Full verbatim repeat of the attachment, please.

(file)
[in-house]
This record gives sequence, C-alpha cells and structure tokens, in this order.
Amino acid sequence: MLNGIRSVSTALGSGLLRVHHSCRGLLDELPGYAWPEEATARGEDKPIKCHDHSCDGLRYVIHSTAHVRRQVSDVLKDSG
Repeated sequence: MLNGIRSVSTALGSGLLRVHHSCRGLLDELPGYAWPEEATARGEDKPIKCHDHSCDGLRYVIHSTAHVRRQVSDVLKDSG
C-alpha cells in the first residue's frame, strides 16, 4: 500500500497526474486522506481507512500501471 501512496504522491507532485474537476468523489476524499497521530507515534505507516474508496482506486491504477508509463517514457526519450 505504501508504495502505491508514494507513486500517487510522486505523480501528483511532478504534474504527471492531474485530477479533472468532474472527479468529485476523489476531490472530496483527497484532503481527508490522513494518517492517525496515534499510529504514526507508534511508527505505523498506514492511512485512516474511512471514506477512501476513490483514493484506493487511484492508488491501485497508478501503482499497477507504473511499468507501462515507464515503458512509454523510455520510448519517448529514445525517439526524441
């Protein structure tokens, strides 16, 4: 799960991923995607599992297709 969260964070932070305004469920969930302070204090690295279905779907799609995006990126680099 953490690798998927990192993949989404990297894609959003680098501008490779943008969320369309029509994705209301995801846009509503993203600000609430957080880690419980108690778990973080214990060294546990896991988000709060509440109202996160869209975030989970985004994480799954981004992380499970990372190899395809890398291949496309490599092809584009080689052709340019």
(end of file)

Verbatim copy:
[in-house]
This record gives sequence, C-alpha cells and structure tokens, in this order.
Amino acid sequence: MLNGIRSVSTALGSGLLRVHHSCRGLLDELPGYAWPEEATARGEDKPIKCHDHSCDGLRYVIHSTAHVRRQVSDVLKDSG
Repeated sequence: MLNGIRSVSTALGSGLLRVHHSCRGLLDELPGYAWPEEATARGEDKPIKCHDHSCDGLRYVIHSTAHVRRQVSDVLKDSG
C-alpha cells in the first residue's frame, strides 16, 4: 500500500497526474486522506481507512500501471 501512496504522491507532485474537476468523489476524499497521530507515534505507516474508496482506486491504477508509463517514457526519450 505504501508504495502505491508514494507513486500517487510522486505523480501528483511532478504534474504527471492531474485530477479533472468532474472527479468529485476523489476531490472530496483527497484532503481527508490522513494518517492517525496515534499510529504514526507508534511508527505505523498506514492511512485512516474511512471514506477512501476513490483514493484506493487511484492508488491501485497508478501503482499497477507504473511499468507501462515507464515503458512509454523510455520510448519517448529514445525517439526524441
């Protein structure tokens, strides 16, 4: 799960991923995607599992297709 969260964070932070305004469920969930302070204090690295279905779907799609995006990126680099 953490690798998927990192993949989404990297894609959003680098501008490779943008969320369309029509994705209301995801846009509503993203600000609430957080880690419980108690778990973080214990060294546990896991988000709060509440109202996160869209975030989970985004994480799954981004992380499970990372190899395809890398291949496309490599092809584009080689052709340019």